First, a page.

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Viewpoint: Bengaluru Tech Summit 2023 is a damp squib

At the individual stall level, where are the at-show marketing activities, or the use of interactive technology to bring exhibits and brands to life, asks Girish Linganna

Column Bengaluru Tech Summit 2023: A damp squib
First Published Nov 30, 2023, 10:02 AM IST

It was almost a perfect day lit by an iridescent sun passing in and out of the clouds. A couple of days ago, NASA and weather experts alerted that a Sun storm could hit Earth on November 30, causing a minor blackout of radio and GPS signals. That did not seem to exist, as I strolled onto the premises of the Palace Grounds in Bengaluru. The 26th edition of the three-day Bengaluru Tech Summit (BTS) -- Asia’s largest -- had just kicked off on November 29 at the majestic Bangalore Palace and its sprawling grounds adorned with brightly fluttering buntings, festoons and national flags of over 30 countries. 

Envisioned on the focal theme of Breaking Boundaries, it promised to serve as a catalyst for a dynamic gathering of people, uniting large tech company founders and executives, dynamic startups, visionary investors and cutting-edge research labs from these 30 nations. Organized jointly by the Department of Electronics, Information Technology, Biotechnology and Science & Technology, Government of Karnataka; and Software Technology Parks of India, Bengaluru, the Summit promised to encapsulate the spirit of the limitless potential of technology and chart a course towards a future defined by innovation, collaboration disruption, exploration and boundless opportunities.

Inaugurated by Karnataka Chief Minister Siddaramaiah in the presence of his Deputy, DK Shivakumar, the Summit saw India’s research and development organizations -- such as the DRDO, ISRO, ICMR, C-DAC, BIRAC, IIAP, IIIT-B, and NRDC, as well as other organizations -- participating as exhibitors.

With over 75 sessions, more than 400 speakers, over 350 startups, over 600 exhibitors and around 20,000 business participants, the summit set the platform for an unprecedented investigation into how innovation and collaboration could be combined.

At the Indian Space Research Organisation’s (ISRO) industry pavilion, Chandrayaan-3 was the most prominent feature this year, serving as a symbol of India’s significant achievement in the field of space exploration. It not only highlighted the outstanding accomplishments of ISRO but also the role that small and medium-size enterprises, startups and private companies had played in assuring the success of the Chandrayaan-3 Mission.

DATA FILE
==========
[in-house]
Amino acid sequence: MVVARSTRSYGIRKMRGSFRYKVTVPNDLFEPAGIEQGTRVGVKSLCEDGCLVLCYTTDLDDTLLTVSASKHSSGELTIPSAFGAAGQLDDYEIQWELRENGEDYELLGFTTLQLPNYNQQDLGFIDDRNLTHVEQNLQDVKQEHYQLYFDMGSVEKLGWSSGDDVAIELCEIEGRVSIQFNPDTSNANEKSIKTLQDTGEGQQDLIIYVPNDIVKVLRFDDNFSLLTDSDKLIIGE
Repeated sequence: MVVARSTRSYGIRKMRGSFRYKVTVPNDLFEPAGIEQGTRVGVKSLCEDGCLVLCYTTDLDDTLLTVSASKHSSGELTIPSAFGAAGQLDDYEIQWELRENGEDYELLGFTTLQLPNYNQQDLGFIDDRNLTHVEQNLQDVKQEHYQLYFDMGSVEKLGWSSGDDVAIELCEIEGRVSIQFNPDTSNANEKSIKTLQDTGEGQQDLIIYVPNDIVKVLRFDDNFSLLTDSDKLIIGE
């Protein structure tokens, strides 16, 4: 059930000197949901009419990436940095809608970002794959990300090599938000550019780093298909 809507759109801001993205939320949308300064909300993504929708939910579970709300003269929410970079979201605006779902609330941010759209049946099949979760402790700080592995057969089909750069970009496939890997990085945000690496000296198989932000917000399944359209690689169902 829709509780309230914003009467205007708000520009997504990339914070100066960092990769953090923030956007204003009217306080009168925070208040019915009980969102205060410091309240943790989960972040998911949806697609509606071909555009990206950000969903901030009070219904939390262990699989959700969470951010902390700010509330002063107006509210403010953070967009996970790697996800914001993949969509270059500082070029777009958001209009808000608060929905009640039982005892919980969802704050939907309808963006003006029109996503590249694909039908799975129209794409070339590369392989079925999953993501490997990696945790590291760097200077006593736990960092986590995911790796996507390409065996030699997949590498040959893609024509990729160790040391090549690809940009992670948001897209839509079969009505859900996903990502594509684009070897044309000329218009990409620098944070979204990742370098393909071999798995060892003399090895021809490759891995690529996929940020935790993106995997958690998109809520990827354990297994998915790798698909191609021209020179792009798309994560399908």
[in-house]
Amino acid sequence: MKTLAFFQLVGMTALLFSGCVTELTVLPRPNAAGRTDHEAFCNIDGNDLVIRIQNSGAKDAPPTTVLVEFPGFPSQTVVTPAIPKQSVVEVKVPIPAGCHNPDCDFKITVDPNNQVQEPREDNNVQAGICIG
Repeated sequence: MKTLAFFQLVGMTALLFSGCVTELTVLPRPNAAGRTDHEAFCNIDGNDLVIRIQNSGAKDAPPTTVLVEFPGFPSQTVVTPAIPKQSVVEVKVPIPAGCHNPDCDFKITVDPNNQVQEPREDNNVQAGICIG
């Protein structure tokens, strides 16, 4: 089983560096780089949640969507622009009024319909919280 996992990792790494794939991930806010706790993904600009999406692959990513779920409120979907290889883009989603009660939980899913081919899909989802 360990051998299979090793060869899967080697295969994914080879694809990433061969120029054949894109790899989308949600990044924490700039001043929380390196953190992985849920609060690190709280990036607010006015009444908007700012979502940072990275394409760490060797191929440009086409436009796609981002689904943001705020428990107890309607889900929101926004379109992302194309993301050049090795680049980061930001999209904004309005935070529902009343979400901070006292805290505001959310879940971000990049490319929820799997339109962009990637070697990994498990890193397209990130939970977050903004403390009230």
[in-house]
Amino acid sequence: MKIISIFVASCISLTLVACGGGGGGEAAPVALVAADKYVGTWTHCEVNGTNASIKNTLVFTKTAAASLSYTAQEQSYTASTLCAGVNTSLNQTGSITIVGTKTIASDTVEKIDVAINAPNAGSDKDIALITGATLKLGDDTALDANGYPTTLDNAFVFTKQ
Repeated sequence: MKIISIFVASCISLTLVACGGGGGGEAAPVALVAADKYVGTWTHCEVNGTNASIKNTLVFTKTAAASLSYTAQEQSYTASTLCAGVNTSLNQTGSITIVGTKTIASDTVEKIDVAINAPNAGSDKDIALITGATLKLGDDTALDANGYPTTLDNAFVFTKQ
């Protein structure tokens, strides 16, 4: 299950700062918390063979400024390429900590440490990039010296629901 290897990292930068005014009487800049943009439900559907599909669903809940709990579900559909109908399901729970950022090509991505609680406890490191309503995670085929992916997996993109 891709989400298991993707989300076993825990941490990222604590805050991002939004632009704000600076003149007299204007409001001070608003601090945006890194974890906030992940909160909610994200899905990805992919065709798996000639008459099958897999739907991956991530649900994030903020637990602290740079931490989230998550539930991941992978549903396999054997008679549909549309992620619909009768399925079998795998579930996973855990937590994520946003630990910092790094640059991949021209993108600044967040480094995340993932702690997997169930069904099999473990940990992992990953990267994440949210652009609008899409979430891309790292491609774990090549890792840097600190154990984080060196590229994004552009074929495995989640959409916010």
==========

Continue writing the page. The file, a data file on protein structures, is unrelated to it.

A replica of the Chandrayaan-3 Lander scaled to 1:1, in addition to an immersive experience of learning about Moon missions, space science and the technology behind Chandrayaan-3, had been generated for the first time in a geodesic dome that had been specially erected. This dome was equipped with augmented reality (AR) and virtual reality (VR) technology.

But Not All Was Hunky-Dory

The Indian government has set a goal of making technology 20-25 per cent of the nation’s total GDP -- which also is growing at about 8 per cent -- by 2025-26, making it the third-largest economy in the world amounting to $5 trillion. And India’s premier research and development organizations are intrinsically bound by this promise.

However, this landmark Summit also had its downside. It was extremely demoralizing -- and thoroughly disappointing -- to observe that such esteemed institutions as the DRDO and ISRO had simply set up stalls on the premises of this prestigious and widely acclaimed Summit. The general public simply walked by and stared at the models uncomprehendingly, without anyone being present to provide explanations, interpretations, pictures or instructional booklets. 

In fact, there seemed to be no one around who could light a spark of curiosity in visitors who were in quest of more knowledge about the exhibits.

It seemed as if these institutions had used public money to meet statutory requirements to justify their presence there. The individuals occupying these kiosks appeared to be lacking not just basic knowledge about the technology in question, but also the passion to pique the viewers’ interest in the subject. It is possible that they were only present for “window-dressing” the stalls. 

The Bengaluru Tech Summit should ideally serve as a venue to demonstrate key technology developments instead of shifting its focus to showcase and highlight images of politicians.

Event organisers seemed to have been handled with a distinct lack of professionalism. Across the wide expanse of the Palace Grounds, there was a noticeable absence of informative posters highlighting the programme itinerary and a lack of proper signage directing attendees to the respective halls and the activities within them.

At the individual stall level, the four key pillars on which a full-service exhibition company’s expertise rests -- design, build, manage and engage -- seemed non-existent with the absence of on-stand activities, fun and interactive elements and competitions that would otherwise capture the attention of show visitors. 

Where are the at-show marketing activities, or the use of interactive technology to bring exhibits and brands to life?

With the dates for the subsequent two editions disclosed as November 19-21 in both 2024 and 2025 in advance, worldwide technology organizations will be encouraged to gear up for participation in advance.

The author of this article is a Defence, Aerospace & Political Analyst based in Bengaluru. He is also the Director of ADD Engineering Components, India, Pvt. Ltd, a subsidiary of ADD Engineering GmbH, Germany. Views expressed are personal and do not reflect the opinions and beliefs of the website or its affiliates.

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